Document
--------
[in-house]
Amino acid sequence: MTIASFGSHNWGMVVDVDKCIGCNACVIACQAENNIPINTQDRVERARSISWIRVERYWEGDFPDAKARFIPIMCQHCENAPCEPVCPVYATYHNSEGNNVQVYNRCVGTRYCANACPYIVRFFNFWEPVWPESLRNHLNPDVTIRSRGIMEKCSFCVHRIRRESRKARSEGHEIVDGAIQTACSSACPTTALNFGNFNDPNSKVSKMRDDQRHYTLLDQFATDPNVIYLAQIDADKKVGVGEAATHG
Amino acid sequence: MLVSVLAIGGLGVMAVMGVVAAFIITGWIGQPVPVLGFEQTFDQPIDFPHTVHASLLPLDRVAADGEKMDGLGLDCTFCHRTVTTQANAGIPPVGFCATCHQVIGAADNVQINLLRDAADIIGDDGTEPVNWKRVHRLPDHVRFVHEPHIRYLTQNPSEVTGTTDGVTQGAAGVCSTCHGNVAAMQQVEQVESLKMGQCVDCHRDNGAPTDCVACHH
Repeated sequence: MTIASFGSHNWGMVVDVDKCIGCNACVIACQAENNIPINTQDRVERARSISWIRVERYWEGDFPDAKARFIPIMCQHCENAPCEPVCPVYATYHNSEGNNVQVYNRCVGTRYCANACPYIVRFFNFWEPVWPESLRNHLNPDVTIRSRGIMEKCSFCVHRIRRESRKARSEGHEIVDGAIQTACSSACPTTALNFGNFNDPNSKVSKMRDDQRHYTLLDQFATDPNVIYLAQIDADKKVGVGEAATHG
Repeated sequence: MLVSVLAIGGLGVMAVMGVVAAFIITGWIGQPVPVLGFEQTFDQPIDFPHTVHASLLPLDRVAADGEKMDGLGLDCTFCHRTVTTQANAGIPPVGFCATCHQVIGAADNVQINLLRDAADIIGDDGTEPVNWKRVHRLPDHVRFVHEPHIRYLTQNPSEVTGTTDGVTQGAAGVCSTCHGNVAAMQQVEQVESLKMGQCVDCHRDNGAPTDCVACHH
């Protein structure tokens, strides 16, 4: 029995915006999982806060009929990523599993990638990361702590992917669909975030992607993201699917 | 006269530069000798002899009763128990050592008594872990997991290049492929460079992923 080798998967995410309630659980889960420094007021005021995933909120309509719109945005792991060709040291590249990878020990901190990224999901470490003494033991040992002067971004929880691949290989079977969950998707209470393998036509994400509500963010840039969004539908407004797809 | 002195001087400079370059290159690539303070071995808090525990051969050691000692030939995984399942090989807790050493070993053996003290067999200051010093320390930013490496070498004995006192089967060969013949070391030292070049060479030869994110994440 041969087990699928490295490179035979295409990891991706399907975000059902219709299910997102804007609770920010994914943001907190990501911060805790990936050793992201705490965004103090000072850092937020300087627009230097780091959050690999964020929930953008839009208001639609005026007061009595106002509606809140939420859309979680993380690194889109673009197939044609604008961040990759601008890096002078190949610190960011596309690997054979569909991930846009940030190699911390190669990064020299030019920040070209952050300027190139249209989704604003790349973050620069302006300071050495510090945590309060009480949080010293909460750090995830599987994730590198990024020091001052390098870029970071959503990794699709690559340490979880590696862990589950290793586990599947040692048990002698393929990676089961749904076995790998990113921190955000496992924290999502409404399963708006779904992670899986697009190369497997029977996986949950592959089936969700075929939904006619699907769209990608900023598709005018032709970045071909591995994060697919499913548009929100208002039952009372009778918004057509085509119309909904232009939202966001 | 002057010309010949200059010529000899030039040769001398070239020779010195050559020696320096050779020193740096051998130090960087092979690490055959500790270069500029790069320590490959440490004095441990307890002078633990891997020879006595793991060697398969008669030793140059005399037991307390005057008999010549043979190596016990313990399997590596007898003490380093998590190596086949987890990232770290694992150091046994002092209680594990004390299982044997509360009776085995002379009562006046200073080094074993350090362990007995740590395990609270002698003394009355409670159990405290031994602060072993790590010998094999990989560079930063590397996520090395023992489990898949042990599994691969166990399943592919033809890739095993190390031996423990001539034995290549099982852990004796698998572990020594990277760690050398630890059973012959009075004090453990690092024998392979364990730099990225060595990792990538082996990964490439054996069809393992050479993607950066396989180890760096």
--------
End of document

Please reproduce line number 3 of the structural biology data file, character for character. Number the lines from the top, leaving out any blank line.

Amino acid sequence: MLVSVLAIGGLGVMAVMGVVAAFIITGWIGQPVPVLGFEQTFDQPIDFPHTVHASLLPLDRVAADGEKMDGLGLDCTFCHRTVTTQANAGIPPVGFCATCHQVIGAADNVQINLLRDAADIIGDDGTEPVNWKRVHRLPDHVRFVHEPHIRYLTQNPSEVTGTTDGVTQGAAGVCSTCHGNVAAMQQVEQVESLKMGQCVDCHRDNGAPTDCVACHH